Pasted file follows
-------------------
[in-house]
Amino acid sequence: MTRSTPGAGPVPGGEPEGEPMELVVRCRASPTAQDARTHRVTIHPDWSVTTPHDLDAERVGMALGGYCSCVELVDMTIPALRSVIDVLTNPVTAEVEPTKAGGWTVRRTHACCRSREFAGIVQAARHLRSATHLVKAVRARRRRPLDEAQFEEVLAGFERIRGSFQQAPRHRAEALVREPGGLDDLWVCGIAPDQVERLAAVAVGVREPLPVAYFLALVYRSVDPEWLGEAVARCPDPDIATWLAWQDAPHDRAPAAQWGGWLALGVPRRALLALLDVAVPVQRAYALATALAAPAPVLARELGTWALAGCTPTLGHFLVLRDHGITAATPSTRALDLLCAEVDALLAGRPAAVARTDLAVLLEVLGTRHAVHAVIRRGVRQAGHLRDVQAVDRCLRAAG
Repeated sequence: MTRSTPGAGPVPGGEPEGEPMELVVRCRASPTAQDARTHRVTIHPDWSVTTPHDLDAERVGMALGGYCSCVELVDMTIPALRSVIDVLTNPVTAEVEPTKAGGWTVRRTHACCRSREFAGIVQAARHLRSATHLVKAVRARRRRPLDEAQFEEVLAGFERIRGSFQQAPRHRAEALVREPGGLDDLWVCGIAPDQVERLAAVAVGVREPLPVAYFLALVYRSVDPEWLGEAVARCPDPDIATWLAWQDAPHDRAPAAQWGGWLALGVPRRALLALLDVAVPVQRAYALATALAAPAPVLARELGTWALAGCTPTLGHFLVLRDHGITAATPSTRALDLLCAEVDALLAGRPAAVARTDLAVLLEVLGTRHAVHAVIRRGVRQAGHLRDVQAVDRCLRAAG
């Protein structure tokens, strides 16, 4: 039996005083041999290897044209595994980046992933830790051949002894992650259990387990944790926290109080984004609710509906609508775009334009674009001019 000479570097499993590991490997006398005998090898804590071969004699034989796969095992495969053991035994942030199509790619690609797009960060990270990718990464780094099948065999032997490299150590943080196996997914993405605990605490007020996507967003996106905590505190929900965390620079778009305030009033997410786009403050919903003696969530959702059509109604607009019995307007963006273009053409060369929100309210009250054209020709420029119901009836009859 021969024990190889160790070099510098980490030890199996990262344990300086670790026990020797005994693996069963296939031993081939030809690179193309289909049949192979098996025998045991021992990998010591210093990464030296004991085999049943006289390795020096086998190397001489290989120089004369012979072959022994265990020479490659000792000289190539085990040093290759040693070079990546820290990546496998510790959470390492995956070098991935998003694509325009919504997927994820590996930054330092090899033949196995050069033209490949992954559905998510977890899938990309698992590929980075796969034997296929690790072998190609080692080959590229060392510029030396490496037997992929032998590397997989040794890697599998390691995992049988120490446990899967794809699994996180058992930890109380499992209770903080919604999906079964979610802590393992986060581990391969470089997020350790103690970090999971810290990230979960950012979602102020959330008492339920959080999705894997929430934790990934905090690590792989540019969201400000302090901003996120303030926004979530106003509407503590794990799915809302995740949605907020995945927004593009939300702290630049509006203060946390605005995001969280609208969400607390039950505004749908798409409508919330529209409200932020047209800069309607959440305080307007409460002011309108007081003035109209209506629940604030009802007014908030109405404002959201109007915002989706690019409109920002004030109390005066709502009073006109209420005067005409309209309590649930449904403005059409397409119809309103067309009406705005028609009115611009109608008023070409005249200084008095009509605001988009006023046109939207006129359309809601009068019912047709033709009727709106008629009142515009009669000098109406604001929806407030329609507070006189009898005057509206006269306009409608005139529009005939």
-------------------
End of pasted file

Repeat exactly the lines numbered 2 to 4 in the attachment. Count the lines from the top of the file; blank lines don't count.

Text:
Amino acid sequence: MTRSTPGAGPVPGGEPEGEPMELVVRCRASPTAQDARTHRVTIHPDWSVTTPHDLDAERVGMALGGYCSCVELVDMTIPALRSVIDVLTNPVTAEVEPTKAGGWTVRRTHACCRSREFAGIVQAARHLRSATHLVKAVRARRRRPLDEAQFEEVLAGFERIRGSFQQAPRHRAEALVREPGGLDDLWVCGIAPDQVERLAAVAVGVREPLPVAYFLALVYRSVDPEWLGEAVARCPDPDIATWLAWQDAPHDRAPAAQWGGWLALGVPRRALLALLDVAVPVQRAYALATALAAPAPVLARELGTWALAGCTPTLGHFLVLRDHGITAATPSTRALDLLCAEVDALLAGRPAAVARTDLAVLLEVLGTRHAVHAVIRRGVRQAGHLRDVQAVDRCLRAAG
Repeated sequence: MTRSTPGAGPVPGGEPEGEPMELVVRCRASPTAQDARTHRVTIHPDWSVTTPHDLDAERVGMALGGYCSCVELVDMTIPALRSVIDVLTNPVTAEVEPTKAGGWTVRRTHACCRSREFAGIVQAARHLRSATHLVKAVRARRRRPLDEAQFEEVLAGFERIRGSFQQAPRHRAEALVREPGGLDDLWVCGIAPDQVERLAAVAVGVREPLPVAYFLALVYRSVDPEWLGEAVARCPDPDIATWLAWQDAPHDRAPAAQWGGWLALGVPRRALLALLDVAVPVQRAYALATALAAPAPVLARELGTWALAGCTPTLGHFLVLRDHGITAATPSTRALDLLCAEVDALLAGRPAAVARTDLAVLLEVLGTRHAVHAVIRRGVRQAGHLRDVQAVDRCLRAAG
């Protein structure tokens, strides 16, 4: 039996005083041999290897044209595994980046992933830790051949002894992650259990387990944790926290109080984004609710509906609508775009334009674009001019 000479570097499993590991490997006398005998090898804590071969004699034989796969095992495969053991035994942030199509790619690609797009960060990270990718990464780094099948065999032997490299150590943080196996997914993405605990605490007020996507967003996106905590505190929900965390620079778009305030009033997410786009403050919903003696969530959702059509109604607009019995307007963006273009053409060369929100309210009250054209020709420029119901009836009859 021969024990190889160790070099510098980490030890199996990262344990300086670790026990020797005994693996069963296939031993081939030809690179193309289909049949192979098996025998045991021992990998010591210093990464030296004991085999049943006289390795020096086998190397001489290989120089004369012979072959022994265990020479490659000792000289190539085990040093290759040693070079990546820290990546496998510790959470390492995956070098991935998003694509325009919504997927994820590996930054330092090899033949196995050069033209490949992954559905998510977890899938990309698992590929980075796969034997296929690790072998190609080692080959590229060392510029030396490496037997992929032998590397997989040794890697599998390691995992049988120490446990899967794809699994996180058992930890109380499992209770903080919604999906079964979610802590393992986060581990391969470089997020350790103690970090999971810290990230979960950012979602102020959330008492339920959080999705894997929430934790990934905090690590792989540019969201400000302090901003996120303030926004979530106003509407503590794990799915809302995740949605907020995945927004593009939300702290630049509006203060946390605005995001969280609208969400607390039950505004749908798409409508919330529209409200932020047209800069309607959440305080307007409460002011309108007081003035109209209506629940604030009802007014908030109405404002959201109007915002989706690019409109920002004030109390005066709502009073006109209420005067005409309209309590649930449904403005059409397409119809309103067309009406705005028609009115611009109608008023070409005249200084008095009509605001988009006023046109939207006129359309809601009068019912047709033709009727709106008629009142515009009669000098109406604001929806407030329609507070006189009898005057509206006269306009409608005139529009005939």